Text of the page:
Marijuana DUI Bill Advances In Colorado


Photo: THC Finder

​A bill increasing restrictions on people in Colorado who drive after using marijuana took another step forward in the legislative process on Tuesday.

But the approval of House Bill 1261 by the state House of Representatives had some attendant drama, including a skirmish among the bill’s two sponsors, reports John Ingold at The Denver Post.
HB 1261 [PDF] would create a limit on the blood-THC levels of drivers. Anybody who tests above an arbitrary amount, five nanograms per milliliter, would be considered too high to drive, much as someone with a blood-alcohol level above 0.08 percent is considered too drunk to drive.

Photo: Wikipedia
Rep. Claire Levy: “I became concerned that we were going to convict people and take their licenses away when they were not impaired”

​Law enforcement supports the bill, claiming it brings specificity to existing laws against driving while stoned. But the proposal has gotten a lot of criticism from medical marijuana patients and advocates, who maintain that the five-nanogram limit is too low for patients who are accustomed to high levels of THC.
It’s hard to quantify a “one size fits all” limit for THC levels in the blood, just as it’s difficult to know how long patients should wait to drive after using marijuana. There is currently no easy way for patients or other marijuana users to figure out what their THC levels are.
The bill’s supporters claim studies conclude that people with levels above five nanograms — if not lower — are impaired. Officers would supposedly need to have “good reason” to suspect drivers of being drugged before they would be forced to have their blood drawn.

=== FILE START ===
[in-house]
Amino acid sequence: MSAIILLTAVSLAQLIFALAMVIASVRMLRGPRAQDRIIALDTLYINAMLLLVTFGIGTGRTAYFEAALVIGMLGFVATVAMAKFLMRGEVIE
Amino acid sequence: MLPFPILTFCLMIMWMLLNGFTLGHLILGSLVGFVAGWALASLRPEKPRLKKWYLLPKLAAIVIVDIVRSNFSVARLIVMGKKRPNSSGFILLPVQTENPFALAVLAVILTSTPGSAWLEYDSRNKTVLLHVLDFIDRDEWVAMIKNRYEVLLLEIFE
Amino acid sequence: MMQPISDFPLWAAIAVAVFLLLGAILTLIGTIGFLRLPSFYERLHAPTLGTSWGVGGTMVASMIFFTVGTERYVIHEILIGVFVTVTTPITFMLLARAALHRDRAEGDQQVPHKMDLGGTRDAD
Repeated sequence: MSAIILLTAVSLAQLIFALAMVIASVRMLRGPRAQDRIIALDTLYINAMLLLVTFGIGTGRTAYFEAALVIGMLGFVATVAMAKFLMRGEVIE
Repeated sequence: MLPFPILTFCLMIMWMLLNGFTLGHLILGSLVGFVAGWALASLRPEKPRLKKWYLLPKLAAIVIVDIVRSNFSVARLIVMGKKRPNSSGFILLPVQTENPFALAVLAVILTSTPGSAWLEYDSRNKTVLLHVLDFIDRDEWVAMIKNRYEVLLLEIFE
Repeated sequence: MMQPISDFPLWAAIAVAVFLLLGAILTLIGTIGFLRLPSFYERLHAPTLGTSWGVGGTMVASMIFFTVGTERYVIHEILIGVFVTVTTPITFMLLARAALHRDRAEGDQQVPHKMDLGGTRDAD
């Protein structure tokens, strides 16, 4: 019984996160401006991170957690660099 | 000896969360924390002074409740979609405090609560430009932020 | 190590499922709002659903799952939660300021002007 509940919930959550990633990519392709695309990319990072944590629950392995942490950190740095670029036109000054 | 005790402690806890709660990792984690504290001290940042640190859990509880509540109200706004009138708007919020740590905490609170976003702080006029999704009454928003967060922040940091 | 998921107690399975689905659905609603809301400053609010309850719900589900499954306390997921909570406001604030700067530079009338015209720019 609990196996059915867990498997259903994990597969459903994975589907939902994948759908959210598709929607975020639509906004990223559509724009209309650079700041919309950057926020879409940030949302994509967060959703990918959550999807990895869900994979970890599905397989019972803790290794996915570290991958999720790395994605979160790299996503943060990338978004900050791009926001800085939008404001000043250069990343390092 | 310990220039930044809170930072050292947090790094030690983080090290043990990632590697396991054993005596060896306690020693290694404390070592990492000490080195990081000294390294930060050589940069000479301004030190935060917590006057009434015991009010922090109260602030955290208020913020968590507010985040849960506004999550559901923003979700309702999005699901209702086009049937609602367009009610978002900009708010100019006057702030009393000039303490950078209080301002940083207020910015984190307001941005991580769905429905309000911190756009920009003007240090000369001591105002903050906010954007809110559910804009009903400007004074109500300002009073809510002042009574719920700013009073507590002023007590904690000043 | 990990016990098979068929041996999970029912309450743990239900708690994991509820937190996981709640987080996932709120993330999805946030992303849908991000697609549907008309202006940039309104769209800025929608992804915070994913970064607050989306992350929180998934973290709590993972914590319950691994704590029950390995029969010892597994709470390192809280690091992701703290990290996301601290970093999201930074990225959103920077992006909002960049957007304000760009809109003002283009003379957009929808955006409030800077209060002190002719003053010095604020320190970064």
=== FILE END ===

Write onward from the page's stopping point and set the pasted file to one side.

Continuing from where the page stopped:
Tuesday’s fight in the House erupted when Rep. Claire Levy (D-Boulder), one of the bill’s sponsors, proposed raising the blood-THC limit to eight nanograms, saying it is best to be cautious.
“I became concerned that we were going to convict people and take their licenses away when they were not impaired,” Levy said.
But her proposal angered several other legislators, including her co-sponsor, who claimed the five-nanogram limit had been “extensively discussed.”
“There’s nothing to support that eight is the right level,” claimed Rep. Mark Miller (R-Colorado Springs), who is the bill’s other sponsor.
Rep. Bob Gardner (R-Colorado Springs) got so angry he proposed lowering the limit all the way to two nanograms before backing off.
The House then voted down Levy’s eight-nanogram proposal and passed the bill with the five-nanogram limit, after taking a procedural step that will make it harder in the future for lawmakers to tinker with the limit as the bill makes its way through the Legislature.
HB 1261 needs one more vote in the House before going to the Senate, where it must survive at least three votes to make it to Governor John Hickenlooper’s desk.